• 5. The Why should we care bit
    • Everyone is claiming that marketing is changing.
    • The staple marketing approaches are not as effective. ‘Marketing’ is not working.
    • The trouble with free.
    • The trouble with money.
    • Information access.
    • Everybody is an expert, but very few demonstrate results.
    • What do we do next?
  • 6. 1: Marketers manage supply & demand
    • Joined up marketing. No longer just about the creative messaging.
    • Customer touchpoints.
    • Manufacture of meaning is in the hands of the customer - as drawn from their whole experience of your business.
    • Expectation, immediacy.
    • Organisational alignment.
    • = Marketing is a whole-business discipline
  • 7. What is the effect?
    • Everything you do counts - if it impacts your customer, it is marketing your business. From your invoice to your customer service rep.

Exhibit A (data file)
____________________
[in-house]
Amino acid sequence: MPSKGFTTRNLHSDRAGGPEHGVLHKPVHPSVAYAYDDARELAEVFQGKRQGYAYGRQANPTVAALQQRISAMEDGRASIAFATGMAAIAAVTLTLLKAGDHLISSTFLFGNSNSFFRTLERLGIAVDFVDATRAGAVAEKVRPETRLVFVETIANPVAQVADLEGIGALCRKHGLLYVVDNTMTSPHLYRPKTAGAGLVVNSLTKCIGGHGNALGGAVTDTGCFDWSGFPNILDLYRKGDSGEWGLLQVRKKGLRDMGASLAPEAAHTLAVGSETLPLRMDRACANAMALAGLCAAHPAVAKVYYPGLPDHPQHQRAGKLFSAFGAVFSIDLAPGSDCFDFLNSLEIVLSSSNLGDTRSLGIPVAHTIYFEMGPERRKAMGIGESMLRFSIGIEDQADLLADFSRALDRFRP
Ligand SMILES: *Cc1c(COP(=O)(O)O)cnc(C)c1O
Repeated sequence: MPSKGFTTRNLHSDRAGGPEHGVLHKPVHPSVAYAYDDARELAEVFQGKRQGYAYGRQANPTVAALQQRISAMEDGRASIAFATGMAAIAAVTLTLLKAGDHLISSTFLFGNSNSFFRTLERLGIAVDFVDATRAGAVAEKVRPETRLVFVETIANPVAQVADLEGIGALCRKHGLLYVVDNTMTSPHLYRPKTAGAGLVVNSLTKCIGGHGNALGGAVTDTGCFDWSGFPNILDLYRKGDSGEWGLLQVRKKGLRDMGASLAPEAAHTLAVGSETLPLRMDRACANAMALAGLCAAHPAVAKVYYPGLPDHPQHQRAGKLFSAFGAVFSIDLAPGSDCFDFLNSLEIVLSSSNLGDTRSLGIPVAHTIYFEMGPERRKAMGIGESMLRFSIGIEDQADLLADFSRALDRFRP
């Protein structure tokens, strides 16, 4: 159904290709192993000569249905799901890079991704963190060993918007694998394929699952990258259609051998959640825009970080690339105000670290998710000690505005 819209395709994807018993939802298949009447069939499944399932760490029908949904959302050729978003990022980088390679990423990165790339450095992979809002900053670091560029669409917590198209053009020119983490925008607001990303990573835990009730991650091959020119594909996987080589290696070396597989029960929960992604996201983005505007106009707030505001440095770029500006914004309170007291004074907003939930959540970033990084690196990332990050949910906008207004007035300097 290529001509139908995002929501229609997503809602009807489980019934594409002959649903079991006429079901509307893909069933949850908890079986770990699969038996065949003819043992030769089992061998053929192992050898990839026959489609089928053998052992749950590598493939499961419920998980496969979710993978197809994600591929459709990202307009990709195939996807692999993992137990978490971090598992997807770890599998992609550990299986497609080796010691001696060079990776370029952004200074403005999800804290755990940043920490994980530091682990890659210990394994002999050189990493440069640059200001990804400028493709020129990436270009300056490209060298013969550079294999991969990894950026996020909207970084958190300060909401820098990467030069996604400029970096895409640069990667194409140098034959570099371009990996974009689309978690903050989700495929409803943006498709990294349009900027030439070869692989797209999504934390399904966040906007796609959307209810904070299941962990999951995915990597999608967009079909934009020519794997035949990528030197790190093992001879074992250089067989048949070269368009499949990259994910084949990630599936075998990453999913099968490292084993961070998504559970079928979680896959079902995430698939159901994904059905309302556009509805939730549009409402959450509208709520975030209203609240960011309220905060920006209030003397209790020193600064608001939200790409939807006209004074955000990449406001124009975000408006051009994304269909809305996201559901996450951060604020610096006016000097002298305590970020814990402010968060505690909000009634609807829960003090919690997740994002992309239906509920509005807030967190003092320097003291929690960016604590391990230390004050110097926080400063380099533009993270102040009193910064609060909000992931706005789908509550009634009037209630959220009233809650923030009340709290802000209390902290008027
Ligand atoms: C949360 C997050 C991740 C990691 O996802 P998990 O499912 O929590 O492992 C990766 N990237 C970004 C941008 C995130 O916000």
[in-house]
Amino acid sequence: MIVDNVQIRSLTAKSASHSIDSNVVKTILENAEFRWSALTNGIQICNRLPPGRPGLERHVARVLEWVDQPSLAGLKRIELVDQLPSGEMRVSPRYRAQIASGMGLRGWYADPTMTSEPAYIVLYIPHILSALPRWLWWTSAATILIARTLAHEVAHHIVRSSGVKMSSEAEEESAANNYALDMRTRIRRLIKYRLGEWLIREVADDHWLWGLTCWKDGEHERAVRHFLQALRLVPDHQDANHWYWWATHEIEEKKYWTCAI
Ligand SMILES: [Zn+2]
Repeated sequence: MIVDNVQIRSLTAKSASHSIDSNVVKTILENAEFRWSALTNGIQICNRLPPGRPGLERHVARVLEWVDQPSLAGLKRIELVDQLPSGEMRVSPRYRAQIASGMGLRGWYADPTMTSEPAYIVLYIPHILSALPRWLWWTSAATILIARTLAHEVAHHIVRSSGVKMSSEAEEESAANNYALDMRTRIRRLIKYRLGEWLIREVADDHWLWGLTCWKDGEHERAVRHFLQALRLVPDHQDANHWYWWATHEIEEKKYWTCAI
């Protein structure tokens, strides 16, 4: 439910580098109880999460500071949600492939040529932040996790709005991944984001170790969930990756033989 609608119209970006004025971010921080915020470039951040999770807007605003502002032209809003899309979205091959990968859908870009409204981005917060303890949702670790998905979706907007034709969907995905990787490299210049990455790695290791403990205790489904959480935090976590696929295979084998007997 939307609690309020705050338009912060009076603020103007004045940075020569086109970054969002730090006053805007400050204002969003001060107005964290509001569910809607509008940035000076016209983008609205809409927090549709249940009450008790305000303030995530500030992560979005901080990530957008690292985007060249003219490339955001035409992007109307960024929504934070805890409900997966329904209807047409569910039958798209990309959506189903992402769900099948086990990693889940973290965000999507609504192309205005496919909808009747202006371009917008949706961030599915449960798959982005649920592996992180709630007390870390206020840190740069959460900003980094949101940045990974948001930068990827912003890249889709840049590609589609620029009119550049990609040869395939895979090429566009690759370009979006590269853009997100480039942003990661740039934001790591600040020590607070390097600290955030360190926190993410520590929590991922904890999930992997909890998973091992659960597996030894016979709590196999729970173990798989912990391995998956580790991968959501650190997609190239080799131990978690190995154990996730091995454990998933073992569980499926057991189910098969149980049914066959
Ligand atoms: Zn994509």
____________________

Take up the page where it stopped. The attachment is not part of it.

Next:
• Training.
    • Do more with what you have.
    • Internal communication.
    • Pre-planned bursts of activity will not drive an ever-changing dialogue.
    • The brand becomes the consistent thread.
  • 8. 2: (If) we measure units sold, number of customers, value of sale
    • It’s now a conversation. An interaction. Continous.
    • Cultivate customers rather than market products.
    • Real time customer service.
    • Keeping promises. Creating intangible value.
    • Investment of time and watching.
    • Work with contemporary culture rather than against it.
    • = Relationship is the new measurement